Three Weeks since Attawapiskat declared a state of emergency…


THUNDER BAY – The far north community of Attawapiskat has declared a state of emergency. The state of emergency was declared last October, because of a severe housing crisis in community. To date it does not appear that much has been done to resolve the problem.

The Youtube footage is from a November 2011 site visit by MP Charlie Angus, MPP Gilles Bisson, Mushkegowuk Grand Chief Stan Louttit, Deputy Grand Chief Leo Friday, and Dr. John Waddell.

Speaking in the House of Commons, Charlie Angus the federal MP stated, “Mr. Speaker, it has been three weeks since the Attawapiskat First Nation declared a state of emergency, and in those three weeks, not a single federal or provincial official has even bothered to visit the community. Not a single aid agency has stepped forward with logistical support, but in Attawapiskat, conditions have gone from bad to worse.

“Temperatures have dropped 20 degrees. They are likely to drop another 20 degrees in the coming weeks. Families in non-insulated tents and families in makeshift sheds without water or electricity are facing immediate risk. “Immediate risk” is the language being used by medical officials in the community, meaning immediate risk from infection, from disease and from fire.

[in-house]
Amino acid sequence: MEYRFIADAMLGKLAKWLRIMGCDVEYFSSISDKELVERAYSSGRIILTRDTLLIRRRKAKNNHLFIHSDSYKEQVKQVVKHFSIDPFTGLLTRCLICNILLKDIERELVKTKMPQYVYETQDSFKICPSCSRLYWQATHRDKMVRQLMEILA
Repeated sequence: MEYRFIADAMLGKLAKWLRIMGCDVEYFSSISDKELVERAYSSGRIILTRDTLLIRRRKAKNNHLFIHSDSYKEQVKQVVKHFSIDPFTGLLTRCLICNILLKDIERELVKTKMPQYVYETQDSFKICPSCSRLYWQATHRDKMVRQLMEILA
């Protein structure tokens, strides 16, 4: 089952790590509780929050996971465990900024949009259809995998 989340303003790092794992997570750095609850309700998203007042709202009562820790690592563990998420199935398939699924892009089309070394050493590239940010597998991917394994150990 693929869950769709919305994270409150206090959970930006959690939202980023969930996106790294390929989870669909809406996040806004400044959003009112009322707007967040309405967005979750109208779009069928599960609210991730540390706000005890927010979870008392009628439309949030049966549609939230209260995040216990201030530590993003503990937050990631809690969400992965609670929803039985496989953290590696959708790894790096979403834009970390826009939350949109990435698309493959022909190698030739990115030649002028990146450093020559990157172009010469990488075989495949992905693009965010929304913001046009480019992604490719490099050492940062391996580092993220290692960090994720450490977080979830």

“There are children who are using a bucket for a toilet. This is unacceptable in Canada, and it is unacceptable that although their territory holds the richest diamond mine in the western world, those royalties go to Queen’s Park and Ottawa, and nothing comes back to help this community get on its feet.

“Where is the action plan to help the people of Attawapiskat?”

Attawapiskat First Nation is on the shores of James Bay Ontario.

Previous articleDid the Speech from the Throne Signal Change from Queen’s Park?
Next articleChief Theresa Okimaw-Hall to Be Executive Director of Canada Chrome or NNL offers news, information, opinions and positive ideas for Thunder Bay, Ontario, Northwestern Ontario and the world. NNL covers a large region of Ontario, but are also widely read around the country and the world. To reach us by email: Reach the Newsroom: (807) 355-1862